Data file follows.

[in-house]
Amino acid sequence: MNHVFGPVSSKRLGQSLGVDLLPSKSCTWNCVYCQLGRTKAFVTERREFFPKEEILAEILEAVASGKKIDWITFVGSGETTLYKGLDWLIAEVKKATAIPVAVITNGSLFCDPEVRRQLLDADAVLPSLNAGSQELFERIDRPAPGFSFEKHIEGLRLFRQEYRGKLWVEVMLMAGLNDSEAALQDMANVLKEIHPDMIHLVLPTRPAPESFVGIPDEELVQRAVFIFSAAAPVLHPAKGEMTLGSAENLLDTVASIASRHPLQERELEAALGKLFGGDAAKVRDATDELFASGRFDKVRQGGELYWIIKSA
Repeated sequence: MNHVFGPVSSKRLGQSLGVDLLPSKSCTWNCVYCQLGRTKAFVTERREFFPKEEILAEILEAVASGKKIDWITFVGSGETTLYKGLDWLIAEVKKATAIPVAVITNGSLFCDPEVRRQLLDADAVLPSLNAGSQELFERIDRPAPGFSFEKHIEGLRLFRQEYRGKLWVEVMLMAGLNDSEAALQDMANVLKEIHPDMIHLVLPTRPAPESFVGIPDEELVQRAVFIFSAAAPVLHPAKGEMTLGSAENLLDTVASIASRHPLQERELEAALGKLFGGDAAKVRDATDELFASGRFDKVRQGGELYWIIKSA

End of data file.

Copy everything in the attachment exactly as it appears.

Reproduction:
[in-house]
Amino acid sequence: MNHVFGPVSSKRLGQSLGVDLLPSKSCTWNCVYCQLGRTKAFVTERREFFPKEEILAEILEAVASGKKIDWITFVGSGETTLYKGLDWLIAEVKKATAIPVAVITNGSLFCDPEVRRQLLDADAVLPSLNAGSQELFERIDRPAPGFSFEKHIEGLRLFRQEYRGKLWVEVMLMAGLNDSEAALQDMANVLKEIHPDMIHLVLPTRPAPESFVGIPDEELVQRAVFIFSAAAPVLHPAKGEMTLGSAENLLDTVASIASRHPLQERELEAALGKLFGGDAAKVRDATDELFASGRFDKVRQGGELYWIIKSA
Repeated sequence: MNHVFGPVSSKRLGQSLGVDLLPSKSCTWNCVYCQLGRTKAFVTERREFFPKEEILAEILEAVASGKKIDWITFVGSGETTLYKGLDWLIAEVKKATAIPVAVITNGSLFCDPEVRRQLLDADAVLPSLNAGSQELFERIDRPAPGFSFEKHIEGLRLFRQEYRGKLWVEVMLMAGLNDSEAALQDMANVLKEIHPDMIHLVLPTRPAPESFVGIPDEELVQRAVFIFSAAAPVLHPAKGEMTLGSAENLLDTVASIASRHPLQERELEAALGKLFGGDAAKVRDATDELFASGRFDKVRQGGELYWIIKSA